Protestors greet desal deadline
PROTESTORS met at the Victorian Desalination Project site in Wonthaggi on Sunday, signifying the day the plant was originally scheduled to be complete.
Around 30 members and supporters of Watershed, a group against the desal development, gathered to voice their concerns for the environmental impact they believe the plant may have in the Bass Coast.
Watershed vice-president Jessica Harrison said despite a “few annoying interchanges with the security guards”, the protest went well.
“We are making the point, strongly, that Aquasure won’t have our trust until they install permanent environment monitoring in the ocean off the desal site,” she said.
“In other countries, there has been an orange red tide from the chemical effluent expelled by the plant. We don’t want to see the Bass Coast in a similar condition.”
Ms Harrison said the protestors were also intrigued as to whether the over-due deadline was collecting penalty payments.
“Aquasure seem to have done some clever footwork and claim that they do not owe any penalty payments to the Victorian Government,” she said.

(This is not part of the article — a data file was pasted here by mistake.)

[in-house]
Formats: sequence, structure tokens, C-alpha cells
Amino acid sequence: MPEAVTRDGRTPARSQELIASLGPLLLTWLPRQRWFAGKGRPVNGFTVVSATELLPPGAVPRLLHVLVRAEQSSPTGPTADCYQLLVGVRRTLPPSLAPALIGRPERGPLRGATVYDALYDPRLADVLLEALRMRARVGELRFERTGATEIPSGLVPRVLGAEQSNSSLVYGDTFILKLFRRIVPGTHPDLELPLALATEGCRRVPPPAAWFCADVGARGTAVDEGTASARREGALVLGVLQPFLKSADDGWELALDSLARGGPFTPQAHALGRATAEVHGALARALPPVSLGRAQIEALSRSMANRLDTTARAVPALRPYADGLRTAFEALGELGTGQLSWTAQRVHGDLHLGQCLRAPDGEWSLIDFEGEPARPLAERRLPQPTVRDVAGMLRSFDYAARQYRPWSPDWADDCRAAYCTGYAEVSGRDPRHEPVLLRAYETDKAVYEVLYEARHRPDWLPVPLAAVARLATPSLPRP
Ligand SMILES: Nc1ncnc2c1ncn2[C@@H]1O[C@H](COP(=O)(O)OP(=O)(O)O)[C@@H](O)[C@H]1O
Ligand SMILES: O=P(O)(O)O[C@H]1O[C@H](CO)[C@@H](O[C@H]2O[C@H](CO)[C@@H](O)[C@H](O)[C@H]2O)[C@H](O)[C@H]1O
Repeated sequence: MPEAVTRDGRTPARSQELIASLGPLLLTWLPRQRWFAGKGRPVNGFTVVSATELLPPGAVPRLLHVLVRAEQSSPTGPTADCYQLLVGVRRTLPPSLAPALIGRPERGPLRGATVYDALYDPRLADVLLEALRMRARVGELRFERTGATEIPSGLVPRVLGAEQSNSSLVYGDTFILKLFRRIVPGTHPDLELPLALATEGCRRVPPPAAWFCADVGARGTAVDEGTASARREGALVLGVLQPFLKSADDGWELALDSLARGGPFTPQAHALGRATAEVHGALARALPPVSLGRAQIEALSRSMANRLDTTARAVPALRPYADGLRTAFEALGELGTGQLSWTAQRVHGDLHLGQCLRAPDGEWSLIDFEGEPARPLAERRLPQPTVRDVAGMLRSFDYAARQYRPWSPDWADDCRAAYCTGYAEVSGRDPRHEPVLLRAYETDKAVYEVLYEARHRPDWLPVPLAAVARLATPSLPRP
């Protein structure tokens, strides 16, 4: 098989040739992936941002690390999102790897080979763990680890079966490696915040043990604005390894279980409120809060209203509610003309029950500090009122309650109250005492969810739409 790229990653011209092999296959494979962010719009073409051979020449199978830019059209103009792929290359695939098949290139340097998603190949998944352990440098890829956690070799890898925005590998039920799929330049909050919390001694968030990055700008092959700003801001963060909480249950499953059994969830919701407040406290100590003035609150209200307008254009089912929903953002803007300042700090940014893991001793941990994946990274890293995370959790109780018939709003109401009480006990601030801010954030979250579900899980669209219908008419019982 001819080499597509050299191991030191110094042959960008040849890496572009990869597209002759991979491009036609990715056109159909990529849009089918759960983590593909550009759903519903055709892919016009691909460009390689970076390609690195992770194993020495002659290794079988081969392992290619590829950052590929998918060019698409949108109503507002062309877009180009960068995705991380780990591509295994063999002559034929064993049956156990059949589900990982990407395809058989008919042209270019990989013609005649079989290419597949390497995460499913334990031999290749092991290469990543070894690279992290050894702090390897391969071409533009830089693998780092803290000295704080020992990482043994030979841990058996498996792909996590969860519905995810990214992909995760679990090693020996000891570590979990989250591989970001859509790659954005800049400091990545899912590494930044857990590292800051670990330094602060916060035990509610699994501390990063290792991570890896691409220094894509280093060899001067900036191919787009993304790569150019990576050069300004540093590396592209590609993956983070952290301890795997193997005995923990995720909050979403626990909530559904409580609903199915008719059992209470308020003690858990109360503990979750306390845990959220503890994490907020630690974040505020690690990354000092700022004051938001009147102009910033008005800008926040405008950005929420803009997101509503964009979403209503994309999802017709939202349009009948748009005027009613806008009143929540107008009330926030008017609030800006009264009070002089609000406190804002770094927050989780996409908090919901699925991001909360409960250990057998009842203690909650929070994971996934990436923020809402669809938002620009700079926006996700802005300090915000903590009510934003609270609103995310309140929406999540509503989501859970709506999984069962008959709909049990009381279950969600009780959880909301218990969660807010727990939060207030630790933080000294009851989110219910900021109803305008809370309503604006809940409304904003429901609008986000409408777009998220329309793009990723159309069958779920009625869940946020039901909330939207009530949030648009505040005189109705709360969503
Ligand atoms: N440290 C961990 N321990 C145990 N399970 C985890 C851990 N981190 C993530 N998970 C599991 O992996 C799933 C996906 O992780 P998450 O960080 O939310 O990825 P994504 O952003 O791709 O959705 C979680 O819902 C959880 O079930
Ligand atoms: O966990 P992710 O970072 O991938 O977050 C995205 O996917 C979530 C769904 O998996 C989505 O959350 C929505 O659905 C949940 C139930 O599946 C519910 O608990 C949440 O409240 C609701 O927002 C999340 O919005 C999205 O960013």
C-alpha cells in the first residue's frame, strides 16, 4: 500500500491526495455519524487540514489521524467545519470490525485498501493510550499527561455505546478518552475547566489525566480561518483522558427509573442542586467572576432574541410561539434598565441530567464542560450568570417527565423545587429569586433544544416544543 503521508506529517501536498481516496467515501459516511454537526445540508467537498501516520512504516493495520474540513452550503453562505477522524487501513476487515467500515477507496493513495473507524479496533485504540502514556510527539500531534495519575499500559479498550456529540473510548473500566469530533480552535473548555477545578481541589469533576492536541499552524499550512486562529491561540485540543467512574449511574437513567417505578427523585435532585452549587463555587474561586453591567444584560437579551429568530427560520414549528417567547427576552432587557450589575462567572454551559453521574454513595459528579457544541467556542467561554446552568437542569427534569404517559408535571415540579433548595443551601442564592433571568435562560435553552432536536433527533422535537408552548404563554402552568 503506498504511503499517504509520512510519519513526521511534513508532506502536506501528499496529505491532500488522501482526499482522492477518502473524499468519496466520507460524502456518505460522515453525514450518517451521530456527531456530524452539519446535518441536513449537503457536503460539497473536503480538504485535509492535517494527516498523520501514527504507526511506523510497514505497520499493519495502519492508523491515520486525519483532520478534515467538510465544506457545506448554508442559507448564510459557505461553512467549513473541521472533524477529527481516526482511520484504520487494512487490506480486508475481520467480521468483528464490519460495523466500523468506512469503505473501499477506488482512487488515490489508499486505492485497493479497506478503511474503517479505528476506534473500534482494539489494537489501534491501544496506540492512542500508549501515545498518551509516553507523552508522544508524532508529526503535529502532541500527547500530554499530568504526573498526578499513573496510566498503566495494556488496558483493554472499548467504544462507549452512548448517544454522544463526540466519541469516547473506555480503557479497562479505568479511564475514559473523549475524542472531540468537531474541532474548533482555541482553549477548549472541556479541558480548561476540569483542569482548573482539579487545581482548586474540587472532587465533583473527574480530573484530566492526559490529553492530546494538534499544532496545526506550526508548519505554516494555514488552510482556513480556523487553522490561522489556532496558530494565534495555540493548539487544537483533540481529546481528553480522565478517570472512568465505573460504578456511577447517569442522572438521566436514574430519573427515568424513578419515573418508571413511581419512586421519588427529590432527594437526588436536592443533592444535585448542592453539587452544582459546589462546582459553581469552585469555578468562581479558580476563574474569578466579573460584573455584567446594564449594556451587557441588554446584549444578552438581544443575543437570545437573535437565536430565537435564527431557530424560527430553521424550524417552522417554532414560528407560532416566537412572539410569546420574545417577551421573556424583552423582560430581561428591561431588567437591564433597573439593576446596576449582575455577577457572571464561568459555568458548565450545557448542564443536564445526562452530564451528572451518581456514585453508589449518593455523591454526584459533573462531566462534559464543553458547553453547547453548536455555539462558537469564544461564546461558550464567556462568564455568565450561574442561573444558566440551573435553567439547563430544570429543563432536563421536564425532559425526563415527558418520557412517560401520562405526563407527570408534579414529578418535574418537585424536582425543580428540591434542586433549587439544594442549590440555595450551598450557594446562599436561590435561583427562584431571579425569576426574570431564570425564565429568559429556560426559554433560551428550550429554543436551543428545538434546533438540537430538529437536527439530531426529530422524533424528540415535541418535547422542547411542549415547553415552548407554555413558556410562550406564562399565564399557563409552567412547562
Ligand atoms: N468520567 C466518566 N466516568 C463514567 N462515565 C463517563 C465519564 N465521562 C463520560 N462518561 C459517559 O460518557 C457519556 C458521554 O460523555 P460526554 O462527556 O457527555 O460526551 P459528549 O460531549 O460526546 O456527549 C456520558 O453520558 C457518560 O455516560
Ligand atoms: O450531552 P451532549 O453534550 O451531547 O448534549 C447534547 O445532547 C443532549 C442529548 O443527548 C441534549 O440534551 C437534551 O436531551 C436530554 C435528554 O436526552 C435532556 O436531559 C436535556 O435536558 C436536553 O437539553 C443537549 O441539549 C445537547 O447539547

“As the contract is secret, we are unable to verify exactly how they have managed to save themselves $1.8 million per day, but it seems very strange considering any other construction project would have a contract which had penalty payments automatically built in.”
The group protested for a few hours, listening to a speech from Watershed president Mark Robertson, who explained the monitoring the community is doing along the Powlett River and for whales along the coast.
“It was a nice reunion for everyone, even though it was very cold,” she said.
“We never thought that when we originally evicted from the site that we’d be here three years later still looking at an unfinished project. The flood waters that we had to go past when going down to the site underline what a disaster the whole project is.”
Representatives from Aquasure did not react to the protest.
Short URL: http://thestar.com.au/?p=3856